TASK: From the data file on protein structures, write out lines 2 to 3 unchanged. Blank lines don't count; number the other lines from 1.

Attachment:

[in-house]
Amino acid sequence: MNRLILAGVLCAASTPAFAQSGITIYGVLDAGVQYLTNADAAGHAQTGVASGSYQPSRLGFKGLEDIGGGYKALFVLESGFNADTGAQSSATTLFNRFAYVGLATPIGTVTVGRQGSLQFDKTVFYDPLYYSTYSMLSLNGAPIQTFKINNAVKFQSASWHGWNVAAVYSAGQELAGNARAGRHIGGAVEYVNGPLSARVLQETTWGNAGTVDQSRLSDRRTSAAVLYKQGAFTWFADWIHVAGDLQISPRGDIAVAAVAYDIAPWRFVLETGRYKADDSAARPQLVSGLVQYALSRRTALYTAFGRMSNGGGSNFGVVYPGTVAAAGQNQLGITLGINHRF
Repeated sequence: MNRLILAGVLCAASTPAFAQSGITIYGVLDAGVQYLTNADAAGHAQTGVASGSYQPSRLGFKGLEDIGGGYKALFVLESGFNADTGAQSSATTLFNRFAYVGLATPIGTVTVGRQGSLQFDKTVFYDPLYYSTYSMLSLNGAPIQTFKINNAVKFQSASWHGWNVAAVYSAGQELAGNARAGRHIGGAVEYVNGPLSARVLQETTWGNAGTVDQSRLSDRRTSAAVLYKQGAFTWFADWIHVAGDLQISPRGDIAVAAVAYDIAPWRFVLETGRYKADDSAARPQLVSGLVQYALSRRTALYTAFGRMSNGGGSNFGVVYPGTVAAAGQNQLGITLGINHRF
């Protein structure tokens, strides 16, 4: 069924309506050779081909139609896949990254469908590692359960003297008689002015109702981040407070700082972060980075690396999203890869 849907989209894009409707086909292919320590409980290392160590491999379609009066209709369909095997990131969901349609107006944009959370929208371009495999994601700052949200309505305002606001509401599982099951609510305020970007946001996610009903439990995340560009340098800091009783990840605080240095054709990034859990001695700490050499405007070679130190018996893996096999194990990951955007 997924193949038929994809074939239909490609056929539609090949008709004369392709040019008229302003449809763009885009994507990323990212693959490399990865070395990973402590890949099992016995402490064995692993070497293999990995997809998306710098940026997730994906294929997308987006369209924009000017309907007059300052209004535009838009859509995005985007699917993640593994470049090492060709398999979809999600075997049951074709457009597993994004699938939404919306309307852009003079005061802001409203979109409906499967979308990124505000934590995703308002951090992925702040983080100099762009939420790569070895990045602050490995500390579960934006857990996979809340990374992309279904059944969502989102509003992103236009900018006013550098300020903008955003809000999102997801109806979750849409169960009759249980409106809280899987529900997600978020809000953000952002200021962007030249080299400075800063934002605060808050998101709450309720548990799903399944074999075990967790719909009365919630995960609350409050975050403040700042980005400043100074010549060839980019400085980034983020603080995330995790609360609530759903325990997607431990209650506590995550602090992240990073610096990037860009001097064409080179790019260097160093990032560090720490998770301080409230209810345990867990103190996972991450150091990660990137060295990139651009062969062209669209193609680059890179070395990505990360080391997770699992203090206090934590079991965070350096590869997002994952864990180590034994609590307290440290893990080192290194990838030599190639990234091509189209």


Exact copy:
Amino acid sequence: MNRLILAGVLCAASTPAFAQSGITIYGVLDAGVQYLTNADAAGHAQTGVASGSYQPSRLGFKGLEDIGGGYKALFVLESGFNADTGAQSSATTLFNRFAYVGLATPIGTVTVGRQGSLQFDKTVFYDPLYYSTYSMLSLNGAPIQTFKINNAVKFQSASWHGWNVAAVYSAGQELAGNARAGRHIGGAVEYVNGPLSARVLQETTWGNAGTVDQSRLSDRRTSAAVLYKQGAFTWFADWIHVAGDLQISPRGDIAVAAVAYDIAPWRFVLETGRYKADDSAARPQLVSGLVQYALSRRTALYTAFGRMSNGGGSNFGVVYPGTVAAAGQNQLGITLGINHRF
Repeated sequence: MNRLILAGVLCAASTPAFAQSGITIYGVLDAGVQYLTNADAAGHAQTGVASGSYQPSRLGFKGLEDIGGGYKALFVLESGFNADTGAQSSATTLFNRFAYVGLATPIGTVTVGRQGSLQFDKTVFYDPLYYSTYSMLSLNGAPIQTFKINNAVKFQSASWHGWNVAAVYSAGQELAGNARAGRHIGGAVEYVNGPLSARVLQETTWGNAGTVDQSRLSDRRTSAAVLYKQGAFTWFADWIHVAGDLQISPRGDIAVAAVAYDIAPWRFVLETGRYKADDSAARPQLVSGLVQYALSRRTALYTAFGRMSNGGGSNFGVVYPGTVAAAGQNQLGITLGINHRF